Obsessive compulsive disorder - OCD treatment and therapy from NOCD

Harm OCD, Bipolar, Reassurance Seeking

OCD won’t take away who I am

By Daisy

Humanist Psychologists such as the likes of Maslow and Rogers believe that we all have free will. I learned this in my psychology lessons, a subject that I took predominantly to try and learn more about myself. I was always confused about why I felt completely abnormal. I felt like I had no control. I had no control over my compulsions.

I felt completely powerless over the things my illness wanted me to do.

It was as if a kidnapper was holding me hostage, and spewing troubling words constantly into my brain. Instead, it was not a kidnapper. It was not a real, evil person trying to manipulate me. It was just a chemical imbalance in my brain that made me see life so much differently. I was so much stronger than my thoughts, so why was I letting them take everything from me?

My first experience with OCD was when I was around 5 to 6 years old. I was very shy, and often in a world of my own. I cannot really remember my life before OCD when my life was completely carefree. I was a curious and self-aware child, a habit that still follows me today. I have always been curious, probably one of the reasons why I have been so interested in the way my brain works. From a very young age, I was riddled with unnecessary anxiety.

The compulsions followed shortly after, they took up my entire day. I would come home from school, usually, this would be the best part of a child’s day. Instead, for me, it was the start of hour-long rituals until my brain had perfected it. It went something like this: If you do not wash your hands 4 times if you do not tap the door 4 times then this bad thing will happen. It made me feel like I had no free will at all. The thoughts were the worst part of OCD, I could feel them tearing down every aspect of myself. Convincing me that I was a horrible person. I was having to seek constant reassurance that I was doing everything just right. This is just a brief overview of what life was like for me. It is hard when your brain is against you, it is a silent but deadly illness.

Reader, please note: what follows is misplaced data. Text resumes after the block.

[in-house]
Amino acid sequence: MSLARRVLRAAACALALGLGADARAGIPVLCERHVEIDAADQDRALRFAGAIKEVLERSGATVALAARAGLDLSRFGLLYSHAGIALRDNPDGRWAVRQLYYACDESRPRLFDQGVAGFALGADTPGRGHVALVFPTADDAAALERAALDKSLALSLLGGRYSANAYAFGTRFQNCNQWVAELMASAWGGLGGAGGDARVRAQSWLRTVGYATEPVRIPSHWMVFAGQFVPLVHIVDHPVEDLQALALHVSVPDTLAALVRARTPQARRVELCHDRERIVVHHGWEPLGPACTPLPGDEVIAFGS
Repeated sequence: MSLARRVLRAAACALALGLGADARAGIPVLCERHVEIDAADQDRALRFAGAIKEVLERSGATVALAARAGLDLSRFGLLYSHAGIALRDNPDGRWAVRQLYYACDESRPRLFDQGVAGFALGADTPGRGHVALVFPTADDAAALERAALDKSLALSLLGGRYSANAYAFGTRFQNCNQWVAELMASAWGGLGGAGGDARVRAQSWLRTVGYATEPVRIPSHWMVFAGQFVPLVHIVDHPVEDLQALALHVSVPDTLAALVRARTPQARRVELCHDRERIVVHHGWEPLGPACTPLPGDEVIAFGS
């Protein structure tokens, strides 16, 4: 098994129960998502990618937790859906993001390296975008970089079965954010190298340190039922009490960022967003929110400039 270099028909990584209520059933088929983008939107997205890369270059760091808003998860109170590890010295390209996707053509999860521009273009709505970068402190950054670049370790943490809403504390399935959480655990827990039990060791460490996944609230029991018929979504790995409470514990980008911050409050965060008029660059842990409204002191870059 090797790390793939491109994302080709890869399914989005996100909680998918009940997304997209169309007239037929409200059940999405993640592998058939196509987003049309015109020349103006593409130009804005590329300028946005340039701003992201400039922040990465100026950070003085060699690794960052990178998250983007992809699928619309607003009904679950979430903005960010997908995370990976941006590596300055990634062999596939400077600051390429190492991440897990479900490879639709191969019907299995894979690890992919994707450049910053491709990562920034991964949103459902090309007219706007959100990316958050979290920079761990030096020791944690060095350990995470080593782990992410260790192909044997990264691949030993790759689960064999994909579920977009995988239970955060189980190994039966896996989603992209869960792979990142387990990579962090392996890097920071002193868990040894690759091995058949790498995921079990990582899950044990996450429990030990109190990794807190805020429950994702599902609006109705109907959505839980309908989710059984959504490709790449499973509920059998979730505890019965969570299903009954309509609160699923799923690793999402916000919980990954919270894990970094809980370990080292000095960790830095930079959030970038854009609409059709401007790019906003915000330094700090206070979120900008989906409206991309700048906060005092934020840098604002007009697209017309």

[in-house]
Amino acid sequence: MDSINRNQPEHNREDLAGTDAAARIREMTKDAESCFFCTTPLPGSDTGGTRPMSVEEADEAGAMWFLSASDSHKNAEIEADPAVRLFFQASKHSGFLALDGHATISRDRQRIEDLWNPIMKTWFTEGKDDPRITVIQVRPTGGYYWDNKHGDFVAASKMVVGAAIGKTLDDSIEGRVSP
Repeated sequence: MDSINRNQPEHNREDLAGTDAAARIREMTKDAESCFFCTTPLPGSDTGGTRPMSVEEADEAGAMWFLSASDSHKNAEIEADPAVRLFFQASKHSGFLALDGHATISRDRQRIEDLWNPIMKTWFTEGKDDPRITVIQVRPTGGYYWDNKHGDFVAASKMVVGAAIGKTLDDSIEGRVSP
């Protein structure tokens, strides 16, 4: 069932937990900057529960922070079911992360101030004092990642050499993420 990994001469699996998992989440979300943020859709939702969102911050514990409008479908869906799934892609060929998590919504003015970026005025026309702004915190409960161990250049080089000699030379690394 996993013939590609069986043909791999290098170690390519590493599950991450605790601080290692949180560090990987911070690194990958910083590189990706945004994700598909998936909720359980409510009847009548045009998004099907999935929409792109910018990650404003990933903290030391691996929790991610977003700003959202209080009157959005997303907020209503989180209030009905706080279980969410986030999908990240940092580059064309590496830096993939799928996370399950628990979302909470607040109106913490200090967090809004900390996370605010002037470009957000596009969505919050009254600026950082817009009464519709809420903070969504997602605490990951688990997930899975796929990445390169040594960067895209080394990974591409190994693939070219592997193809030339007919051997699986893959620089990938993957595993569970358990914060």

Like many, my OCD symptoms were divided between these recurrent, persistent thoughts and then the mix of compulsions that you are often driven towards due to these thoughts. I had been having these symptoms my entire life, and no matter how many times I am told to just ignore it, I always fell back into the cycle. 

Nevertheless, I have found simple and calming pleasures in life such as writing this article. I want to reach out to those who are suffering and give them a sense of hope. I had to discover that I couldn’t let OCD take away my own sense of identity. I was still me.

When I was 13, I was diagnosed with OCD. I was immediately given CBT, it offered me a way to control my thoughts. Unfortunately for me, the thoughts kept winning. I knew I had to keep trying to fight back against OCD. This is when I took a step further, alongside OCD, I was also diagnosed with Bipolar disorder. My doctor prescribed me SSRIs, these really not only helped manage my Bipolar but also helped with my OCD symptoms. After years of being so confused with myself, things began to get better.

I was able to understand my illness more, and that was a gift. 

I am grateful that I can enjoy life and that I am no longer scared of it. Breaking from that OCD cycle is always going to be a struggle, but one I am willing to fight. To anyone reading this, dealing with the same struggles. You are not alone. Don’t let it break you. If you are in the midst of OCD, it may sound cheesy and utterly basic to say but you are not alone. You may feel completely isolated, and that you are the only one in the universe suffering from this. But you are not. You have the right to be happy in life, and not be living in constant fear of your thoughts.

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